There’s no getting around it: The United States flunked on Egypt by every conceivable metric. Here are the three things it wanted to do: Prevent the Egyptian military from staging a coup, maintain a positive relationship with the military and try to keep Egypt on some sort of post-revolutionary path toward liberal democracy. It failed spectacularly on the first and third and has jeopardized the second.

It did try to stop the July 2 military coup against the country’s first democratically elected (if deeply problematic) president. But the administration was only willing to privately urge against the coup; after the fact, it hedged, refusing to condemn it or even call it a coup. The new Egyptian government may have taken this as tacit approval for its brutal crackdown on pro-Muslim Brotherhood protesters, which the United States also did little to stop. Egypt today is backsliding far away from any democratic gain, the United States is more widely and openly loathed than at any time in recent memory, and the high-level relationship is remarkably weak.

Iran: B+

The temporary deal with Iran over its nuclear program is certainly the biggest headline success of U.S. foreign policy this year. The administration has been working toward this point pretty much since Obama came into office. Still, the deal is just temporary, Congress is working to scuttle it by passing new sanctions, Iranian leaders could renege (if they haven’t already), etc. If the deal falls through, it could actually make things worse by weakening the U.S.-organized effort to isolate Iran over its nuclear program. That’s why this isn’t an A grade.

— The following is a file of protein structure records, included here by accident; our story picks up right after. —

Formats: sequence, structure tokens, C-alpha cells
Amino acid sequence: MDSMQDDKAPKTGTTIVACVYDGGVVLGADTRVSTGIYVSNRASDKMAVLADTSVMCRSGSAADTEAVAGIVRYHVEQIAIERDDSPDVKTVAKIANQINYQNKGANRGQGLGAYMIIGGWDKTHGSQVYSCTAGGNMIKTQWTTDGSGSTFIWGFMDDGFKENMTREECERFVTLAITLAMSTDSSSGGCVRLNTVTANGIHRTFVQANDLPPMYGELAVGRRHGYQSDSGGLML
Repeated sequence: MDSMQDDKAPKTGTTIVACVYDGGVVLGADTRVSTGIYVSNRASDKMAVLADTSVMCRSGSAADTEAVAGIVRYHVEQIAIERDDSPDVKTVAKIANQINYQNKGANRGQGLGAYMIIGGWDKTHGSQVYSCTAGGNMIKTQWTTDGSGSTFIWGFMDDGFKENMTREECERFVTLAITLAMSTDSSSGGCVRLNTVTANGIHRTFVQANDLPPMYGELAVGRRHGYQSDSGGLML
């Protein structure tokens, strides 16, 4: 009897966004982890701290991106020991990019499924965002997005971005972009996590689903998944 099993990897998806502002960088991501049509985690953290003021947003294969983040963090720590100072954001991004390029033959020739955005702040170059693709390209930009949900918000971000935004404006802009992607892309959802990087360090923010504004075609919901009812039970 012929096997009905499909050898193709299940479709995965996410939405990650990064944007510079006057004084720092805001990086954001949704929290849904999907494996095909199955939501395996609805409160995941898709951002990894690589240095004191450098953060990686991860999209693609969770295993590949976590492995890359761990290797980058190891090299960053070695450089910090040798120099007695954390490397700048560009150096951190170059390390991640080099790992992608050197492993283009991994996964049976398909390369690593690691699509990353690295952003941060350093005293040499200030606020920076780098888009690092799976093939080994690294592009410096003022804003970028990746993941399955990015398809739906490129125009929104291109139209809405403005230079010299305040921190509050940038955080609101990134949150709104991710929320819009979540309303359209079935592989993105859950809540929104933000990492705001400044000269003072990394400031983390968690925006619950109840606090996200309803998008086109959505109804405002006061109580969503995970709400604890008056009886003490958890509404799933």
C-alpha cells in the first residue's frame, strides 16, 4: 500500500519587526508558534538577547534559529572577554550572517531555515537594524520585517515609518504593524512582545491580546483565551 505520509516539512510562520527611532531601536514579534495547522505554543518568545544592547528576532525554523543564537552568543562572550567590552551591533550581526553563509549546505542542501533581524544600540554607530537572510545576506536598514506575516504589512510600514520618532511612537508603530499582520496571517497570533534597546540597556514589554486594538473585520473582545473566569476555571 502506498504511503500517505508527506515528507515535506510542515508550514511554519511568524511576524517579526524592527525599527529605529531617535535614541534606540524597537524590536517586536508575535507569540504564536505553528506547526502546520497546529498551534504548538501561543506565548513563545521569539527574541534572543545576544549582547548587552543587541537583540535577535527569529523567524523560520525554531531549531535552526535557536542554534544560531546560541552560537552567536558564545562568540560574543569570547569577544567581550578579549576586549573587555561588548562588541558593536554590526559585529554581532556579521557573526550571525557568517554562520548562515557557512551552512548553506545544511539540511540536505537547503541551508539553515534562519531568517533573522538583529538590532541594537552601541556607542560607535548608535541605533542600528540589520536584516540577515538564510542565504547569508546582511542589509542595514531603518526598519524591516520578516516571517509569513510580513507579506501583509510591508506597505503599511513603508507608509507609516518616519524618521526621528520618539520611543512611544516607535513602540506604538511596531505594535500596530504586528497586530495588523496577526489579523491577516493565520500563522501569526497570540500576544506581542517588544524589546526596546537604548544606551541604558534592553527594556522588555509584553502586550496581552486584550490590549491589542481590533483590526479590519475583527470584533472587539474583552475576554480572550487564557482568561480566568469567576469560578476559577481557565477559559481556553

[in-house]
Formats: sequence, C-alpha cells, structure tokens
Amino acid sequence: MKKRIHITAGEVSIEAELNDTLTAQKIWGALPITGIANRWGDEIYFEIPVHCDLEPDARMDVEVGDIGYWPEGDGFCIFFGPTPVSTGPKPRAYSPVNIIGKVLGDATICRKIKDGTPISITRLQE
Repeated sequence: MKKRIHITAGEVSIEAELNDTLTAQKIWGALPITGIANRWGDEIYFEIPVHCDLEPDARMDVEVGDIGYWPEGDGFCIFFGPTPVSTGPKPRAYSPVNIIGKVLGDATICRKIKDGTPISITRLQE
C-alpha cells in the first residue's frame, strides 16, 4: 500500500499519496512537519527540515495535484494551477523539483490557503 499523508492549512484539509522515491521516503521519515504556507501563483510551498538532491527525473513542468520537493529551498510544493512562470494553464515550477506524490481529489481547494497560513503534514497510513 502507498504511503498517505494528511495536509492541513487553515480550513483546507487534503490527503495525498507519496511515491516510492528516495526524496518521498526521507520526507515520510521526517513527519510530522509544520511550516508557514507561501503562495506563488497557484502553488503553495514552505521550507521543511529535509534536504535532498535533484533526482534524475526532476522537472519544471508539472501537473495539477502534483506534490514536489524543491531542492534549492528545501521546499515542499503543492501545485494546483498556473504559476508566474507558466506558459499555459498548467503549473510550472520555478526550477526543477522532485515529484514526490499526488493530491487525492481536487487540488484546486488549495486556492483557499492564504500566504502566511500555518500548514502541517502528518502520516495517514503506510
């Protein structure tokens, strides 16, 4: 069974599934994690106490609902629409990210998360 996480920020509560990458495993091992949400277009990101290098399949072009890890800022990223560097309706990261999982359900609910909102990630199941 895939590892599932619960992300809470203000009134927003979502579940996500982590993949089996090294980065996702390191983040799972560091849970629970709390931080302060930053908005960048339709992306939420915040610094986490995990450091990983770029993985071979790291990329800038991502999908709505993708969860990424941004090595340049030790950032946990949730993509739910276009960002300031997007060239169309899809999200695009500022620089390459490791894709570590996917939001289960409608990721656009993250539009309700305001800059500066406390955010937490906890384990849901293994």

Israel: C+

Security cooperation has improved, and so have direct diplomatic relations after a few very rocky years of tension between Obama and Israeli Prime Minister Benjamin Netanyahu. The Obama administration couldn’t keep Israel from bucking the Iran talks, but Netanyahu has since backed off his direst warnings of doom and disaster. That’s all pretty good.

Not as good: The Israel-Turkey reconciliation that Obama worked so hard for has fallen apart, Israel is still far from on board for the Iran deal and, perhaps most importantly, the Israel-Palestine peace process is not looking so good.

North Korea: B+